Who are the satirists? This question struck me on Wednesday evening as I stood in Guildhall, London, watching the crowds assemble for Private Eye's 50th anniversary bash.
Historically, the satirist is usually imagined as a youthful, starveling ingrate, but most of the people on display seemed notably mature and well-nourished. Then there is that presumption that the satirist is a thorn in the Establishment's flesh. And yet the Establishment seemed pretty well represented here in EC2. Newspaper editors, talk-show hosts, fashionable lawyers – all the characters whose foibles the Eye takes such pleasure in exposing – grinned avuncularly as the speech-making ground into gear.
Certainly there were professional comedians present. Harry Enfield produced an ironical tribute to the current editor, Ian Hislop. John Sessions imitated the Eye's legendary correspondent Sir Herbert Gussett from a gantry. Craig Brown's domed head could be seen through the dark-suited throng. Curiously, the only maverick element seemed to be provided by politicians: Tory eurosceptics (Bill Cash); backbench irritants (Richard Shepherd); veteran Blair harriers such as Bob Marshall-Andrews, lately MP for Medway.
All this realised a suspicion that satire, three centuries on from Jonathan Swift, is merely a part of the media process. In fact, the mark of a novel's impact, or a television show's ratings, or a TV talking head's ubiquity is that it, he, or she, gets satirised. Very few of the celebrities sent up in Craig Brown's Eye diary, you imagine, are aggrieved by his imitations of their boorishness and self-love. On the contrary, this kind of exposure is only an authentication of their success.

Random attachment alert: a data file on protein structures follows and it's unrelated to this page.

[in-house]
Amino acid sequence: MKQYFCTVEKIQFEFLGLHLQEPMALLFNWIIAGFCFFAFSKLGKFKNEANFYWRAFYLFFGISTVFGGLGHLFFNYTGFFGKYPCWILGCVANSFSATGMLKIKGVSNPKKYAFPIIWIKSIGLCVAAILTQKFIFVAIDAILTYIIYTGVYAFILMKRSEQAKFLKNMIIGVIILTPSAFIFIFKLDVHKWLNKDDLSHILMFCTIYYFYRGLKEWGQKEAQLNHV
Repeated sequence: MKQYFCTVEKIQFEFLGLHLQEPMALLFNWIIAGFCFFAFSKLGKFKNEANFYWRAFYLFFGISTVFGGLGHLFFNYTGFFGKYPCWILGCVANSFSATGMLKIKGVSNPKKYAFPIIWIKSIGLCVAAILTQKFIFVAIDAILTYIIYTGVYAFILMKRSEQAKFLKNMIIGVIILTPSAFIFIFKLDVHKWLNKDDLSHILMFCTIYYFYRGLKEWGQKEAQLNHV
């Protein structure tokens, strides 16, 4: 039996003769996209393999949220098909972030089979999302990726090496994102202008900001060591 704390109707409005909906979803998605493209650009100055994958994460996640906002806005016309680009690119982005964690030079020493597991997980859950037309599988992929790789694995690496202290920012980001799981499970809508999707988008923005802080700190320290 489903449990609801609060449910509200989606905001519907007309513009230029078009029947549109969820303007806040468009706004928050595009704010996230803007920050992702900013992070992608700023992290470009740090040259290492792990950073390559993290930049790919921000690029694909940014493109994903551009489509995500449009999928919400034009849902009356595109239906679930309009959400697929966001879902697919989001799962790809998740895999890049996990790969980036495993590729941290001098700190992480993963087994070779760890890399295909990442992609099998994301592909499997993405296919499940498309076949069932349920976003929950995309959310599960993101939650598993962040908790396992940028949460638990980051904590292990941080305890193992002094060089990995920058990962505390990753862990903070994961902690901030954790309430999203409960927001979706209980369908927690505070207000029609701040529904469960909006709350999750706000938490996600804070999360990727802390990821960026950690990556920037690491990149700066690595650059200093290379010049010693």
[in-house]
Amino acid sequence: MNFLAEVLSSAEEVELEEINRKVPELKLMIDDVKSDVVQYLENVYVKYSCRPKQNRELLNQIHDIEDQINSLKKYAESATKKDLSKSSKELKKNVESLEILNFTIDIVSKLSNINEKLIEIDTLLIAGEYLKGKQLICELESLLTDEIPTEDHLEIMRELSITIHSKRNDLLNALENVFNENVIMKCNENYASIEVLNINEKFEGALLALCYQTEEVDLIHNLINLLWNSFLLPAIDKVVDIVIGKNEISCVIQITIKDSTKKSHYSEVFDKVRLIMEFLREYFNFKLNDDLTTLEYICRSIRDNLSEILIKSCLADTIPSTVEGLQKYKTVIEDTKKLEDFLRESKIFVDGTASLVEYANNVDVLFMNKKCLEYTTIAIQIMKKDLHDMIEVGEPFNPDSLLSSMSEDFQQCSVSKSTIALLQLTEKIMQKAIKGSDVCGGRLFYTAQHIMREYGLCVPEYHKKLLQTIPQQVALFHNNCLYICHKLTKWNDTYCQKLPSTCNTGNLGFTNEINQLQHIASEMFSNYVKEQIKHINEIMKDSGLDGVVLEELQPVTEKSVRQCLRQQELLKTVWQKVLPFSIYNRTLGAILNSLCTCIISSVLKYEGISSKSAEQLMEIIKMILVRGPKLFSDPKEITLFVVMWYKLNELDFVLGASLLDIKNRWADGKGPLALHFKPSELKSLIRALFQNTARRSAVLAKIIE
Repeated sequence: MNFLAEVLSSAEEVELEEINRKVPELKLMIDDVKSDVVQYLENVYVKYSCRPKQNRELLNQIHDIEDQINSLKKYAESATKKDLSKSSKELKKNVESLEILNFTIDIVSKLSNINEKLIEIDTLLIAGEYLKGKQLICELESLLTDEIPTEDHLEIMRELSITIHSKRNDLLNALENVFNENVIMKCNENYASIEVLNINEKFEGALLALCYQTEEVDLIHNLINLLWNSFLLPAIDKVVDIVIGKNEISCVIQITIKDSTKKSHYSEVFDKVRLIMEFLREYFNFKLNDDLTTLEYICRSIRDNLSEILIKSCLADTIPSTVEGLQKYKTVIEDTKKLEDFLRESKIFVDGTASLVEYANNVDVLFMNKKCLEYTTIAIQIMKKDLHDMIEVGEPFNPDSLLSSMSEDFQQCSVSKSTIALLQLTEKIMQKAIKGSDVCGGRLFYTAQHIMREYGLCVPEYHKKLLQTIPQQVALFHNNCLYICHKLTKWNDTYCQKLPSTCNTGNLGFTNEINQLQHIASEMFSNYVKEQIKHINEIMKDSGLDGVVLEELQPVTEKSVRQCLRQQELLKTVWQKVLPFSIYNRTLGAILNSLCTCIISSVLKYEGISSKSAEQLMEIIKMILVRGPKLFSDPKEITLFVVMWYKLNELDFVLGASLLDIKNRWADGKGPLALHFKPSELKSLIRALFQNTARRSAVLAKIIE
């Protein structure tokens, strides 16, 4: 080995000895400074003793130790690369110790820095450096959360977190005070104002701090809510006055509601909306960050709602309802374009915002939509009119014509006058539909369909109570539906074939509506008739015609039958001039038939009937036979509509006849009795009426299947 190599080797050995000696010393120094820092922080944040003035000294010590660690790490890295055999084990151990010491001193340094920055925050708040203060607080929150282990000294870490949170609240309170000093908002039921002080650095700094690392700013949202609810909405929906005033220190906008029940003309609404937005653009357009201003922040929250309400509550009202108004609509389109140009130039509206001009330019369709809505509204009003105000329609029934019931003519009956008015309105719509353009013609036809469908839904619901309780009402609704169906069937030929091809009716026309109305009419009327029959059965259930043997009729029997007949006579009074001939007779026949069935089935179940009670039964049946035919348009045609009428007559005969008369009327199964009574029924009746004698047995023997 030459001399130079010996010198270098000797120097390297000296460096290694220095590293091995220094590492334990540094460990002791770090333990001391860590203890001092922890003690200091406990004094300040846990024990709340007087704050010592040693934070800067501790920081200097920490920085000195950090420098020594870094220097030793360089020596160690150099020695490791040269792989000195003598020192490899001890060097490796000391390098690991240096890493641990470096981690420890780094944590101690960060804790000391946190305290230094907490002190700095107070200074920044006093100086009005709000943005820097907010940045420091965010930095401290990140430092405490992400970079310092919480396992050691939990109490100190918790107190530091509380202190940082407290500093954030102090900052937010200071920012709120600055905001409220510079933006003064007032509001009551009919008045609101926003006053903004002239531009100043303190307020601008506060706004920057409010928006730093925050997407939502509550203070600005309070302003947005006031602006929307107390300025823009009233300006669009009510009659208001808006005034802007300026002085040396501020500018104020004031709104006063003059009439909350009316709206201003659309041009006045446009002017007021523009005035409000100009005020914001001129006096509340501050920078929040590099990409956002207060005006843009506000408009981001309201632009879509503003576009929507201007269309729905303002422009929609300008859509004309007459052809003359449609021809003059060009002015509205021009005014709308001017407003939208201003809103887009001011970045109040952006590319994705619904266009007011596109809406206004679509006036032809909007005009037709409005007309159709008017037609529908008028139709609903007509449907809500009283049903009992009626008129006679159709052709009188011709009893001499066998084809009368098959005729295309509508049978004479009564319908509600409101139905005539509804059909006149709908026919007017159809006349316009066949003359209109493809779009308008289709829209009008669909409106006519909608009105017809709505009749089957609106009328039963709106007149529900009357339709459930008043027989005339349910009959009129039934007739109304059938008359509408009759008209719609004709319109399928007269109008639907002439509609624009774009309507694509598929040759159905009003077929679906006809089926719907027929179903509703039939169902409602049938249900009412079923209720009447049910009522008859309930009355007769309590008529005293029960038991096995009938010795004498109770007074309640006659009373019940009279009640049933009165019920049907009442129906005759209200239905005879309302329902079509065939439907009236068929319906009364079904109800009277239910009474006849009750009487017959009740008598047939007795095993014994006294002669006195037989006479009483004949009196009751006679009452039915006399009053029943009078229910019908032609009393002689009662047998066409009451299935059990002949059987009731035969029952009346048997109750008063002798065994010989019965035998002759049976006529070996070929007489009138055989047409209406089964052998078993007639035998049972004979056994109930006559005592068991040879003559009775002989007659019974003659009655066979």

Wednesday night's conundrum was further complicated by the tendency of any large party to harbour large numbers of people whose presence is quite inexplicable, even to the hosts. Walking into the Reform Club's library for the Eye's 35th birthday party 15 years ago, I noticed that each of the tables around the wall was occupied by a gangsterish-looking elderly man and a much younger female companion. Who were they? I asked Richard Ingrams. He hadn't a clue.